IEP CHANDIGARH AUGUST 27, 2022
Numerous city municipal corporations in the state of Punjab are not only struggling to understand the requirements under the National Clean Air Programme (NCAP) but are also unable to coordinate between various departments within civic bodies to address the issue of air pollution, the Center for Study of Science, Technology and Policy (CSTEP) – a policy-research think tank – has assessed.
The analysis further states that municipal corporations, especially across Amritsar, Ludhiana, Hoshiarpur and Bhatinda, have asked CSTEP assistance in developing their understanding of the dynamics of air pollution as well as the requirements and strategies under NCAP. The NCAP, announced by the Ministry of Environment, Forest and Climate Change (MoEFCC) in January 2019, has led to the development of clean air action plans with an aim to reduce PM2.5 pollution by 20–30% by 2024 compared to 2017.
The findings were shared on the sidelines of the India Clean Air Summit 2022 (ICAS 2022) on Thursday at Bengaluru. ICAS is India’s premier event on air pollution and is organised by the Centre for Air Pollution Studies (CAPS) at the CSTEP to call for an integrated approach to resolving air pollution and climate change, highlighting the commonalities and identifying key benefits from framing policies that look at the two challenges jointly. The four-day event brought together scientists, policymakers, technologists, and affected communities to discuss solutions for air pollution.
Among the findings for Punjab, the NCAP initiated a tripartite agreement between state pollution control board, municipal corporation and an institute of repute. “Various city municipal bodies are struggling to understand the requirements of NCAP and coordinating among line departments. The municipal corporations have requested help in terms of building capacity about dynamics of air pollution and understanding the requirements, reagents and strategies under NCAP,” said Dr Pratima Singh, Head of CAPS.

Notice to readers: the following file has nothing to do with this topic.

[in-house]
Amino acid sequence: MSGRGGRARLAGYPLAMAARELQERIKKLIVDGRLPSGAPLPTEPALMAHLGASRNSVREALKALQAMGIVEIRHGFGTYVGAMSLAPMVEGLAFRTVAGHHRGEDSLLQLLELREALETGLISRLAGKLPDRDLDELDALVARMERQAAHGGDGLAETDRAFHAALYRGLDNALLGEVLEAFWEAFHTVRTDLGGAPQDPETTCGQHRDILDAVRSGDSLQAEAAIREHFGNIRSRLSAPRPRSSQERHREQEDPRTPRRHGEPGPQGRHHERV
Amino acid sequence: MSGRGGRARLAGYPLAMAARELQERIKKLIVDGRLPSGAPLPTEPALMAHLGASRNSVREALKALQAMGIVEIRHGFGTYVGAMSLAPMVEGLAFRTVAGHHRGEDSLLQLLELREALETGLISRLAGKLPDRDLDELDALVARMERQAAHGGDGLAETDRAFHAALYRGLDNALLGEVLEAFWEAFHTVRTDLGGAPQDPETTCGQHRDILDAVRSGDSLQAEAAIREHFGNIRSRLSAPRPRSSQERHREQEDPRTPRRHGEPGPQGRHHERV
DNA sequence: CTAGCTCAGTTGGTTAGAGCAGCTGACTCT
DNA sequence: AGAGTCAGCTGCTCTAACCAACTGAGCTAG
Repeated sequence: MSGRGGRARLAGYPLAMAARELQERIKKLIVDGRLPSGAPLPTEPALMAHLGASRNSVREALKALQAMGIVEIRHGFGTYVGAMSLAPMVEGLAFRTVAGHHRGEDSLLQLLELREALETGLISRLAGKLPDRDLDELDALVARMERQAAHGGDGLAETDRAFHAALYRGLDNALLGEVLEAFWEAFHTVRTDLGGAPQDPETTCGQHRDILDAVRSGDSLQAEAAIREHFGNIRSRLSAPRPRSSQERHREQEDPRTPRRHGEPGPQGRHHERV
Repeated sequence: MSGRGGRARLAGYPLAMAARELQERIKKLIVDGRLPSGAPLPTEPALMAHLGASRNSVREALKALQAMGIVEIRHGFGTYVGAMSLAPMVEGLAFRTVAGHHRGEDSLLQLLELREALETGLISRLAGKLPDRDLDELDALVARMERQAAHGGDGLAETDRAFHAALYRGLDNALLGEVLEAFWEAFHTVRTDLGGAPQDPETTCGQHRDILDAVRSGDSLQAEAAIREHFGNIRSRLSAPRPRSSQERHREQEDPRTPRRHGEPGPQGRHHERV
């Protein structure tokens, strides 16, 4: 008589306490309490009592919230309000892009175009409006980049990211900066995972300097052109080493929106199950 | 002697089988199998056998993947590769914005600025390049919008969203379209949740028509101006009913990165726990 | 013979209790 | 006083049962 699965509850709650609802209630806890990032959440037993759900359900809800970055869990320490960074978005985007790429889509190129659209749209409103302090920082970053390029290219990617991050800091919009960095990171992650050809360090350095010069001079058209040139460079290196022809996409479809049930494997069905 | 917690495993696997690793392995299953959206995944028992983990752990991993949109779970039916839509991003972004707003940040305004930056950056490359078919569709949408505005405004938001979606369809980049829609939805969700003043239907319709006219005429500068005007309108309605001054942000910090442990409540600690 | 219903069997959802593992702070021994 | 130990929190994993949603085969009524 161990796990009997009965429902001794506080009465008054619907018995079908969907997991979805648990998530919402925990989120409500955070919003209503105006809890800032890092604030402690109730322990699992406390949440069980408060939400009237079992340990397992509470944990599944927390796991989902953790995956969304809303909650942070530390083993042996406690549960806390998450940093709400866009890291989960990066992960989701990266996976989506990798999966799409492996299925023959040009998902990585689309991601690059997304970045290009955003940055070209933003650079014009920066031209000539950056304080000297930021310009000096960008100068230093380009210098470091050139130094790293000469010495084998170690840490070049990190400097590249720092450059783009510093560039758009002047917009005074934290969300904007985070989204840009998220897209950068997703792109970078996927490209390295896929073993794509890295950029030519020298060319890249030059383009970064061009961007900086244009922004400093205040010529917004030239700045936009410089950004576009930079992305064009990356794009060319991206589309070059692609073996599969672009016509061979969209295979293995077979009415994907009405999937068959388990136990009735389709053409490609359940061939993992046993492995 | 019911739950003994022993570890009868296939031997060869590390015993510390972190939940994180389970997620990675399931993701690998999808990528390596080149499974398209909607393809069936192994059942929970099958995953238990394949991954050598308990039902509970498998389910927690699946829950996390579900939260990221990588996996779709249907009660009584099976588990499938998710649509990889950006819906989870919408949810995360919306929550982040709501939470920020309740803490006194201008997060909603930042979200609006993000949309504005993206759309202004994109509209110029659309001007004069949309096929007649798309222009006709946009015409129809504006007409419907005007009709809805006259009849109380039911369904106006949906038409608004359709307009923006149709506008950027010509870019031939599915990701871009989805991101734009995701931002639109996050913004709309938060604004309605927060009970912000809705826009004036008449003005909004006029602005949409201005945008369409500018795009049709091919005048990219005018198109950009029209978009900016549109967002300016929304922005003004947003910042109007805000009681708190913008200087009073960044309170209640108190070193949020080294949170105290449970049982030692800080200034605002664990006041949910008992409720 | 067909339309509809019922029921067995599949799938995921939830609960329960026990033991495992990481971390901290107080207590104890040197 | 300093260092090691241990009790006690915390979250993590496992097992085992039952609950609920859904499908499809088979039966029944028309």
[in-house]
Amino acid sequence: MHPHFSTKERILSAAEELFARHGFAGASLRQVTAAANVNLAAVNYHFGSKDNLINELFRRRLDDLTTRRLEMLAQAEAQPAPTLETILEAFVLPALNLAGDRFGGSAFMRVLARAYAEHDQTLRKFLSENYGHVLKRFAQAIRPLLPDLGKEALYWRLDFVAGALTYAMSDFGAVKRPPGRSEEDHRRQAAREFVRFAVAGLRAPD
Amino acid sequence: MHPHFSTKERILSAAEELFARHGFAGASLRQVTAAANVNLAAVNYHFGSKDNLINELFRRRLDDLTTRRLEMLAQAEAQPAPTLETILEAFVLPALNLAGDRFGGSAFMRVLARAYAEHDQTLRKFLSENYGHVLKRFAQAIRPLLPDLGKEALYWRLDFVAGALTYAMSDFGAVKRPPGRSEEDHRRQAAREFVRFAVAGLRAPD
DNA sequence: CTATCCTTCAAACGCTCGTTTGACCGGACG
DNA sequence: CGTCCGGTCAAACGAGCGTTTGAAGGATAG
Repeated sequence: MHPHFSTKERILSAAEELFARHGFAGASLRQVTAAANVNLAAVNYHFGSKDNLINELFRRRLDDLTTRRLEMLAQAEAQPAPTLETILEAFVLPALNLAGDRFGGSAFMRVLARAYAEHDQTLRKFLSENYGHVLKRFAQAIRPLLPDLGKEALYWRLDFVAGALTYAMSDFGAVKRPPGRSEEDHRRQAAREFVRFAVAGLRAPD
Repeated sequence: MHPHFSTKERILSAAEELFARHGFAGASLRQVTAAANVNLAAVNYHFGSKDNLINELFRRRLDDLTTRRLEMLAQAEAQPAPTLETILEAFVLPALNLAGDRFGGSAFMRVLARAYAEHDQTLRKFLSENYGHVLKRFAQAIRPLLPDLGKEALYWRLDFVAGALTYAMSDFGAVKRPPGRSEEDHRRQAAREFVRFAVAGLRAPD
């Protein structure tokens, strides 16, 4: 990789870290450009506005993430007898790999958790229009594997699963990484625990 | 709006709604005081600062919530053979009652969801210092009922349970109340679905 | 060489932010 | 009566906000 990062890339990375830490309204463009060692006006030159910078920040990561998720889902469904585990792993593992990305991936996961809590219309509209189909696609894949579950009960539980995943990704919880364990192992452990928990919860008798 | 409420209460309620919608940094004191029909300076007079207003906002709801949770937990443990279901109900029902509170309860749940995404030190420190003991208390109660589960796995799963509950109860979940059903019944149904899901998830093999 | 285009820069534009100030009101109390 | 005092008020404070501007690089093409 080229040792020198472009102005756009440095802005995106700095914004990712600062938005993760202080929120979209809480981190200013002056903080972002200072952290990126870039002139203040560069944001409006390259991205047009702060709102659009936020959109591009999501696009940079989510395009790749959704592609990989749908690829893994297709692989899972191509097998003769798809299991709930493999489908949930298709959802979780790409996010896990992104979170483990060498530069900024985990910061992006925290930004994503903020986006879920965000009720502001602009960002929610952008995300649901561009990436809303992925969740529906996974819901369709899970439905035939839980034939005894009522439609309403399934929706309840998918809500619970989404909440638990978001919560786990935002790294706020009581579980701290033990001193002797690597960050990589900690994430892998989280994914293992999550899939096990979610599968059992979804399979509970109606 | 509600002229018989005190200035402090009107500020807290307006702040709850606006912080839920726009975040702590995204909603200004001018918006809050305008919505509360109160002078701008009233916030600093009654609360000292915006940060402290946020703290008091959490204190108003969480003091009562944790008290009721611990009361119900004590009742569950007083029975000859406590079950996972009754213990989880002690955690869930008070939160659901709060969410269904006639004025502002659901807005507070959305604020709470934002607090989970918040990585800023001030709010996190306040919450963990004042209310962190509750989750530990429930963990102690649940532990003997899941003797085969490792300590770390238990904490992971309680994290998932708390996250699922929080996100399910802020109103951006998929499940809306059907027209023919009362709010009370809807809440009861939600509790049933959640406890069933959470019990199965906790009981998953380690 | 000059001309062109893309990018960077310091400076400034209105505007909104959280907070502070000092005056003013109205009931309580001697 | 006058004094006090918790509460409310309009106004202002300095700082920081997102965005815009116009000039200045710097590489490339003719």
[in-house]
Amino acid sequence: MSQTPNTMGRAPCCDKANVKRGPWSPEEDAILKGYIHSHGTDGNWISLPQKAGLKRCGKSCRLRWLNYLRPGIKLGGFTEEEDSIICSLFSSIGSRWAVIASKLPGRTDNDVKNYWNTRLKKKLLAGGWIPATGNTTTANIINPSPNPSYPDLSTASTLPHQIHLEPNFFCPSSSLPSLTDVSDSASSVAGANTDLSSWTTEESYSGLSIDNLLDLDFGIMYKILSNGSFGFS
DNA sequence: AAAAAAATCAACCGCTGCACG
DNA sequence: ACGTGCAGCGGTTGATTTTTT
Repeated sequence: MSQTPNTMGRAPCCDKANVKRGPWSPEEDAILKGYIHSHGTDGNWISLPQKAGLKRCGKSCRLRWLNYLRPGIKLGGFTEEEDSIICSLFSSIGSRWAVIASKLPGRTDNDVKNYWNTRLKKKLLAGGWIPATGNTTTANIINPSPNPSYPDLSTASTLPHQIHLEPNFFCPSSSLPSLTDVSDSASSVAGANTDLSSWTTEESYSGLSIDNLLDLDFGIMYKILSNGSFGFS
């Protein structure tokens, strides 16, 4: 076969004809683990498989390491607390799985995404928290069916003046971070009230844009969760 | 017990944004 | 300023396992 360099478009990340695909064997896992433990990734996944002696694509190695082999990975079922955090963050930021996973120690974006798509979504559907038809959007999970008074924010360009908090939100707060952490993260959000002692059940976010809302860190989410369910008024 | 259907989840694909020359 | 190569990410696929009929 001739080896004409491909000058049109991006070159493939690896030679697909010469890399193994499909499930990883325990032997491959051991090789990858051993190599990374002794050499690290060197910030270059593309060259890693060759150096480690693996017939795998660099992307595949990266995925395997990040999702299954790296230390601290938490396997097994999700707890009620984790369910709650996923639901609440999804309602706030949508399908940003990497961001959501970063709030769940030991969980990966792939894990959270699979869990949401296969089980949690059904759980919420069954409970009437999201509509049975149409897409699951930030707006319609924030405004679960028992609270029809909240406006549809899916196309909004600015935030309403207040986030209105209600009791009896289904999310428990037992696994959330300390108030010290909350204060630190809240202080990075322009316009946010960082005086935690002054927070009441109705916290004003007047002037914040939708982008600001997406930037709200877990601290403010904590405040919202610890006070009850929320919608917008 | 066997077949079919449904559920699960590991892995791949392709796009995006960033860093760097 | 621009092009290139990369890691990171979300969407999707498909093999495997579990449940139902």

Stating that CSTEP aims to provide Punjab with effective long-term management strategies for these polluting sectors she added that working in silos was not the solution for these civic bodies. “We all need to work in collaboration. Municipalities need to actively make use of the institute of repute identified by the Central Pollution Control Board under NCAP to help them build their capacity. Also, all the other institutions and think tanks working in these cities need to come together and support these civic bodies to understand the challenges associated with air pollution,” said Dr Singh suggesting that to achieve a comprehensive improvement in the state’s air quality, industrial and transportation emissions should also be kept in check.
Meanwhile, commenting on the stubble burning issue in Punjab, which is expected to begin in a couple of months, Dr Singh said that in order to effectively implement strategies, there must be better inter- and intra-district departmental cooperation and collaboration.
“Another critical element is empowering farmers by increasing their ability to handle agricultural leftovers. To a large extent, stubble burning can be decreased by raising public awareness of new technologies, governmental incentives, and the detrimental effects of air pollution on human health,” she said.